Apple CEO Tim Cook Cites iPhone ‘Principles’ As Reason Behind In-App Purchase Rules In Court, Don’t Want ‘Toxic Kind Of Mess’

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Apple Inc.  CEO Tim Cook said that iPhone’s “set of principles” regarding safety and privacy was the reason behind the tech giant’s in-app purchase rules and the commission it received from in-app purchases is necessary to avoid “a toxic kind of mess.”What Happened: Cook made the comments during his first-ever courtroom testimony Friday in “Fortnite” video game maker Epic Games’ antitrust lawsuit against Apple, according to a report by NPR.

U.S. District Judge Yvonne Gonzalez Rogers asked Cook what his problem was with allowing iPhone users the choice of having a cheaper option, especially for gaming content.

Cook replied that customers have a choice between an iPhone and different phone models running on Android, the competing mobile operating system owned by Alphabet Inc.’s (NASDAQ: GOOG) (NASDAQ: GOOGL) Google, as per the report.

Cook also defended Apple’s commission on in-app purchases and its control of the App Store, saying it was required for the tech giant’s security and privacy promises to iPhone users.

Rogers noted that Apple’s decision in November last year to cut in half its commission for small developers seemed to be a result of the pressure the company faced from investigations and lawsuits, and not from the competition. According to the report, Cook admitted that the lawsuits were in “our head.”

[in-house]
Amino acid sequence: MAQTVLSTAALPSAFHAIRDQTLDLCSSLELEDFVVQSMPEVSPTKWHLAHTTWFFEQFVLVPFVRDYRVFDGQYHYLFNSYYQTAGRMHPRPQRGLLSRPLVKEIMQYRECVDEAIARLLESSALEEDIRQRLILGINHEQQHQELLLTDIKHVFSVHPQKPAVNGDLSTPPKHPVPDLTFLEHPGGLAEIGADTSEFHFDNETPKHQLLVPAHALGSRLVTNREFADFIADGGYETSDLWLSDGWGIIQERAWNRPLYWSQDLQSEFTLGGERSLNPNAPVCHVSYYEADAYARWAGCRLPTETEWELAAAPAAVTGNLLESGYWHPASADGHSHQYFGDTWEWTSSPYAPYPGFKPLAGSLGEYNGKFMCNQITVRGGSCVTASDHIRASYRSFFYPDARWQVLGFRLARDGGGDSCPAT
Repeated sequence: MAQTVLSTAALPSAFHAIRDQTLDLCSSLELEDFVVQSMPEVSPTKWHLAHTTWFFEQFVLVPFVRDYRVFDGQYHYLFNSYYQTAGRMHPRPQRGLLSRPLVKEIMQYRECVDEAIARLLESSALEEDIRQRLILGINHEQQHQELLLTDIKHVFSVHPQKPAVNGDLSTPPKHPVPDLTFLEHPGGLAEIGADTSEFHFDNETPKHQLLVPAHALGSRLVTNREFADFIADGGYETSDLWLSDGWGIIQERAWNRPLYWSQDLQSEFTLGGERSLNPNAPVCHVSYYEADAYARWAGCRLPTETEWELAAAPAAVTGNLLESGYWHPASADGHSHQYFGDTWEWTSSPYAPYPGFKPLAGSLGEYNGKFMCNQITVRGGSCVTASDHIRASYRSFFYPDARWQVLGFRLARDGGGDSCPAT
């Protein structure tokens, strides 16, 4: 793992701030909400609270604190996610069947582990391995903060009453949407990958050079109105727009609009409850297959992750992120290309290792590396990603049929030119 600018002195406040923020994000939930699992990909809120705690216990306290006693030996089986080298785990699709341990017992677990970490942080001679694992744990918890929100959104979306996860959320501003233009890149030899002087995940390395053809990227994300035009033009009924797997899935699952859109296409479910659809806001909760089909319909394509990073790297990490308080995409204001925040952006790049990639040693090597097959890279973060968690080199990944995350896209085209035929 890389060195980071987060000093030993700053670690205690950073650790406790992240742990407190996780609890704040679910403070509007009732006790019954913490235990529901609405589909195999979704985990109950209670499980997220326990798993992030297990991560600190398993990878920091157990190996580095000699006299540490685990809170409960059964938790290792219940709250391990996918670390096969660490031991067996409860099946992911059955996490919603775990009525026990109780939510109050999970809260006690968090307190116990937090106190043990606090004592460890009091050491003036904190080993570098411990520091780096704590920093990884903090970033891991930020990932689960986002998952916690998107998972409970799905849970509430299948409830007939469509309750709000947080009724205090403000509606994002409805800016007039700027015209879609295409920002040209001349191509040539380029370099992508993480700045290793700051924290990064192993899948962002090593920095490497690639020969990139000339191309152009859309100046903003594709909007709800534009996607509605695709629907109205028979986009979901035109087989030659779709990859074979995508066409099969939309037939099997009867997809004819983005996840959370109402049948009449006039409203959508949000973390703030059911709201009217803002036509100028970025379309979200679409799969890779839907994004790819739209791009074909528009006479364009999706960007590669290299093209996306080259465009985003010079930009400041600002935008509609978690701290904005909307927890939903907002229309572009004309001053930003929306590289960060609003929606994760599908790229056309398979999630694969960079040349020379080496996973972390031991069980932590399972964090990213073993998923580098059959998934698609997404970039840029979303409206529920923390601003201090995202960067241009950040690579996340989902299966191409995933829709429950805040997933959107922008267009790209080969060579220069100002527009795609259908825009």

Why It Matters: In August last year, Apple and Alphabet were taken to court by Epic Games after the “Fortnite” game was removed from the app stores run by the two technology companies. The removal came after Epic Games tried to bypass a 30% cut charged on in-game purchases by the two companies.

Apple and Google have been facing several allegations surrounding their app store policies, including fees for digital purchases, and the lack of competition in app stores. Apple has rejected third-party payment tools for in-app purchases.

Apple’s decision to slash its App Store fees to 15% for small businesses was replicated by Google in March this year. However, according to estimates from app analytics firm Sensor Tower in March, the move by Apple and Alphabet to cut app store fees will not make any significant negative impact on their revenues.

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